Mexico City, August 23 (RHC)-- Mexican President Enrique Peña Nieto plagiarized nearly a third of his 1991 undergraduate law thesis, according to a report published by one of Mexico's leading investigative journalists, Carmen Aristegui.
Appearing on the website Aristegui Noticias, the report titled, “From Plagiarist to President,” details how 197 of the 682 paragraphs in the dissertation were found to be plagiarized—an overall 28.9 percent of the 200-page thesis.
The president’s thesis titled, “Mexican Presidentialism and Alvaro Obregon,” was analyzed by a team of academics and specialists. Eduardo Sanchez, a government spokesperson, sought to downplay the accusation of plagiarism by calling the omissions "style errors." He added that Peña Nieto met all the requirements needed to graduate as a lawyer from the Panamerican University in 1989 when he was 25 years old.
The investigation found that Peña Nieto copied verbatim entire paragraphs from at least 10 authors including Linda Hall, Enrique Krauze, Alberto Morales Jimenez, Víctor Lopez Villafañe, Jose Maria Calderon, Emilio Rabasa, Diego Valades, Jose de Jesus Orozco Henriquez and Felipe Tena Ramirez.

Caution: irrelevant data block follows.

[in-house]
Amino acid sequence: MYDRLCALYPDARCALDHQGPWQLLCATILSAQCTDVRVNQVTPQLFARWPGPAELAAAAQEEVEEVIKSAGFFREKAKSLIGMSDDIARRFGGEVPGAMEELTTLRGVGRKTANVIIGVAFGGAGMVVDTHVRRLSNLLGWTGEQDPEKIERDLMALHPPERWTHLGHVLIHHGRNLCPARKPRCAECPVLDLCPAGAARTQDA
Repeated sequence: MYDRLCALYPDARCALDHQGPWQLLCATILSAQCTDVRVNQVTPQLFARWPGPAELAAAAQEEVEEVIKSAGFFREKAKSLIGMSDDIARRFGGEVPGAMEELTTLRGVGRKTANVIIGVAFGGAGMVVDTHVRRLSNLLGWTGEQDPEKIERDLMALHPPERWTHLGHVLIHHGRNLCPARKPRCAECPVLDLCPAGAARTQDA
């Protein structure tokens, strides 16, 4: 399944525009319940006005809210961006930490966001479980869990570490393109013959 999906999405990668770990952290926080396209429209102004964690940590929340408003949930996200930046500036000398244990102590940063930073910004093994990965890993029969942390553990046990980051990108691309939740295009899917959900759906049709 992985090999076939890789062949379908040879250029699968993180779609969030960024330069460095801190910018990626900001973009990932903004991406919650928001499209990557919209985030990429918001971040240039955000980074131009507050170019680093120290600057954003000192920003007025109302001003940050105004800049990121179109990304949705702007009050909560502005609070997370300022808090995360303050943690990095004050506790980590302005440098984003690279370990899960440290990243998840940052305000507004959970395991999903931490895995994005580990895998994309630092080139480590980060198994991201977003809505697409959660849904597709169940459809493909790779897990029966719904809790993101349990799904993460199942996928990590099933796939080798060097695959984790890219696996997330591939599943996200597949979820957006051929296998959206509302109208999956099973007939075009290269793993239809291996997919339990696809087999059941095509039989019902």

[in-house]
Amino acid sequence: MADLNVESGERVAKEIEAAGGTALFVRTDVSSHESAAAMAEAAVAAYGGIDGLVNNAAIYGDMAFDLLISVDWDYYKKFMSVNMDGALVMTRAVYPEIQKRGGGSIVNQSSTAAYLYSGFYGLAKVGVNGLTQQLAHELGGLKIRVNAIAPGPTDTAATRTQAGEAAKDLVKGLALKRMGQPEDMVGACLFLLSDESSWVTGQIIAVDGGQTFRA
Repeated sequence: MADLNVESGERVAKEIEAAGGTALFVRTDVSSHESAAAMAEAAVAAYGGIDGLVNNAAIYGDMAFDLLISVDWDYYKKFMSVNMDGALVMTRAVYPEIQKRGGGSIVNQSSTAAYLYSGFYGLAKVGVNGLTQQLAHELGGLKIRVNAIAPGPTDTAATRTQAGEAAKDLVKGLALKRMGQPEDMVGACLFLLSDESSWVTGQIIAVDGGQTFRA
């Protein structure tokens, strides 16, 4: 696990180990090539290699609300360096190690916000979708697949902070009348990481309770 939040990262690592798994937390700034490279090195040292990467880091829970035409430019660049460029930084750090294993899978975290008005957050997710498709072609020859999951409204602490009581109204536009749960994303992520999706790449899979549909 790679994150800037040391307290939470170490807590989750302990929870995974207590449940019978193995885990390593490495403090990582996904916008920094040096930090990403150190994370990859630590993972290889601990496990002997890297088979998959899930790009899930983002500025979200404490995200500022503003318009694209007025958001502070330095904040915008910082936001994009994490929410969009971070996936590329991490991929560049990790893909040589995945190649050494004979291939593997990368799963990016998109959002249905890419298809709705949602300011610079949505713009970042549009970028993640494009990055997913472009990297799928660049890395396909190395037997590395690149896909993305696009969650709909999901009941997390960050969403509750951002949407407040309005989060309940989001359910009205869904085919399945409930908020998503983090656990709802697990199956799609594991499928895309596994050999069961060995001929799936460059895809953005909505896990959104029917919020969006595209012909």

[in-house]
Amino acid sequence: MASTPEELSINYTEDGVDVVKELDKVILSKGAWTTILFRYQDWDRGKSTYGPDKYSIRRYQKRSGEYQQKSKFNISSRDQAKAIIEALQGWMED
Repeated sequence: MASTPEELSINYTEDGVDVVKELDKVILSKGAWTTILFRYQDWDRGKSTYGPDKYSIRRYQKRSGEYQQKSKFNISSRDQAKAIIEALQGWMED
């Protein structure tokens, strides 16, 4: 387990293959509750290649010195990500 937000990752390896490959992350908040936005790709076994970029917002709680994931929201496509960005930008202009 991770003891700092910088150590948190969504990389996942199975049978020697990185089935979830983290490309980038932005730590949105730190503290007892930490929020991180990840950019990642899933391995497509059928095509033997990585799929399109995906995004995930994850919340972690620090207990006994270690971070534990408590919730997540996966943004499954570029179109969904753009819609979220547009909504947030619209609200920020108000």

The Mexican president cited the authors as general sources, but did not give credit for the paragraphs he copied, omitting quotation marks or footnotes and essentially passing them off as his own.
In the most blatant act of plagiarism, Peña Nieto copied at least 20 paragraphs from the book, “Studies in Constitutional Law,” by former president Miguel de la Madrid Hurtado, never mentioning him once or even citing him in the bibliography.
In another instance, instead of paraphrasing or quoting Valades’ “The Reformed Constitution,” written in 1987 for the National Autonomous University of Mexico, Peña Nieto copied 40 paragraphs from the work of over 20 pages of his thesis and only gave Valades credit in three instances.
Along with plagiarism, the investigation concluded that Peña Nieto also cited 51 paragraphs wrongfly, by either not putting them in quotes or paraphrasing them incorrectly.
Carmen Aristegui’s investigative team was also responsible for revealing that Peña Nieto's spouse, Angelica Rivera Hurtado, was in the process of acquiring a luxury home from a government contractor in 2014.
The Casa Blanca scandal, as it came to be known, dealt a major blow to the reputation of Peña Nieto, whose poll numbers have recently hit all-time lows over his attacks on striking teachers and perceptions that he and his Institutional Revolutionary Party, PRI, have failed to stamp out crime and have gained from rampant corruption.